So I recommend gedit for text editing or source code editing or whatever you wanted to do with notepad – it’s there in gedit; in fact gedit is far better than the notepad (better read this post – ‘best text editor for ubuntu users‘ to understand few great features (syntax coloring, auto completion..) of gedit). But anyway, if you desperately need notepad (I don’t no why? may be just for Fun! because I don’t see any rational reason behind this) on Ubuntu then you need to install ‘Wine’ a windows compatibility layer (developed using reverse engineering) which will allow you to run some windows applications on Ubuntu or Linux based distributions.
Installing Notepad on Ubuntu 11.04/10.10 : using Wine
Open Terminal (hit CTRL+ALT+T ) and type (to install wine as well as some basic apps such as notepad):
Welcome to another installment of the Unity progress report. Many Unity team members are recovering from the Dublin sprint, however the polish is still is still trickling in. Thanks for the great fixes Rafał, Andrea, Daniel and Oliver! Also a reminder that we have an IRC meeting today at 1800UTC on #ayatana on Freenode if you’d like to get started hacking on Unity.
Unity Contributor Activity This Week
Rafał Cieślak shows his appreciation to detail by adjusting the distance between application indicators (not applications menus) since they were too apart from each other. The spacing was decreased as a fix to bug #684114 but now has been increased by 1px for a more consistent look.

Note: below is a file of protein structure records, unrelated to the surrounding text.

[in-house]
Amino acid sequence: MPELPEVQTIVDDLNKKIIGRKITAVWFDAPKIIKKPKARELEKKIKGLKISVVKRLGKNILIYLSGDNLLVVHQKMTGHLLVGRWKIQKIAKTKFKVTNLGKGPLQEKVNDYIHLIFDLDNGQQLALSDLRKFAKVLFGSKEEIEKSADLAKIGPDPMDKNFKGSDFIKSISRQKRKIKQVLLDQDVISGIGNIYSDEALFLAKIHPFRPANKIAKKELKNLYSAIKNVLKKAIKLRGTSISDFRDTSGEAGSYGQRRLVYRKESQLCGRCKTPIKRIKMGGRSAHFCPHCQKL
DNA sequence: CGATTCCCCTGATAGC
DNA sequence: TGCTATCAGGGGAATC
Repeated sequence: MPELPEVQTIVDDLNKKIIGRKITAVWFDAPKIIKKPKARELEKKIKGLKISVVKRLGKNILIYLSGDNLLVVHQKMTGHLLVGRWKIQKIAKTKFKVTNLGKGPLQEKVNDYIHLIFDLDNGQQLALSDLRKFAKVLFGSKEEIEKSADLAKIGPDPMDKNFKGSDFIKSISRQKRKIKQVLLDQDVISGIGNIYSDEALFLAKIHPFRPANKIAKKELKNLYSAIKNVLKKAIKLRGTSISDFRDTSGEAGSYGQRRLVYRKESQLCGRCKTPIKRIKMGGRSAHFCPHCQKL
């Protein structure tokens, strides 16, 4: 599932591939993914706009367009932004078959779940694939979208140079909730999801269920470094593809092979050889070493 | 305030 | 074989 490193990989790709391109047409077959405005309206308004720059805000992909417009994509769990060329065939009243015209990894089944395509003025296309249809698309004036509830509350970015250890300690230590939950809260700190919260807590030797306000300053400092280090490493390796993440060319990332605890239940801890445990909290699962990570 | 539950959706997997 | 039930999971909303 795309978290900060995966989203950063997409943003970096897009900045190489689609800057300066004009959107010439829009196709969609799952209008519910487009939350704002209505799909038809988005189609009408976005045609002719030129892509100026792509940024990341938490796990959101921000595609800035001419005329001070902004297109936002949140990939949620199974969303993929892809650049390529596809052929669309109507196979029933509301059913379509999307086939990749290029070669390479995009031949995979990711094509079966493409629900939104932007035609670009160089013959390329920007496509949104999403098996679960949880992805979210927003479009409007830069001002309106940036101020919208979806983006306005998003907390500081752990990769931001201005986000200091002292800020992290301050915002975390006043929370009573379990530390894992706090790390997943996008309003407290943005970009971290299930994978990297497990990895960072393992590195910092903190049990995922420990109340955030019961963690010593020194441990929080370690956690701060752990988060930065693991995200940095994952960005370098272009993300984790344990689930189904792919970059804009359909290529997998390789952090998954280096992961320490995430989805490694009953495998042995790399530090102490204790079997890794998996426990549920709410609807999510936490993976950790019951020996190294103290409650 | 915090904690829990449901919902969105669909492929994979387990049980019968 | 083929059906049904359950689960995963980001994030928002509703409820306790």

Rafał also fixes an annoyance where the window title switches to the menu, when hovering over the window buttons in the top panel. This can be a bit distracting indeed, since you would like to act on the window, and not with its menu. Luckily this is no longer the case.
Andrea Azzarone does some pretty rocking work as well! Andrea’s commit unmounts/ejects an USB-stick by dragging it to the trash-icon on the launcher. This also spawns a notification to inform the use of the succeeded operation. I really like this one, thanks Andrea!.
Andrea also fixes another bug that eliminates unneeded disk-I/O while dragging a launcher-icon to a new position. Less disk I/O is always welcome!
Andrea also blows away 5 memory leaks as uncovered by valgrind and fixes a memory leak in the panel indicator. This improves the stability of the panel as well as memory consumption.
Daniel van Vugt works on some fit and finish where on mouse-over the highlight background square is now correctly aligned even for smaller icons such as Thunderbird.
Oliver Sauder improves the run dialog (the alt+f2) dialog, such that it always opens up showing the most used commands, and not start up blank the first time after reboot. This helps provide a more consistent experience, thanks Oliver for the fix.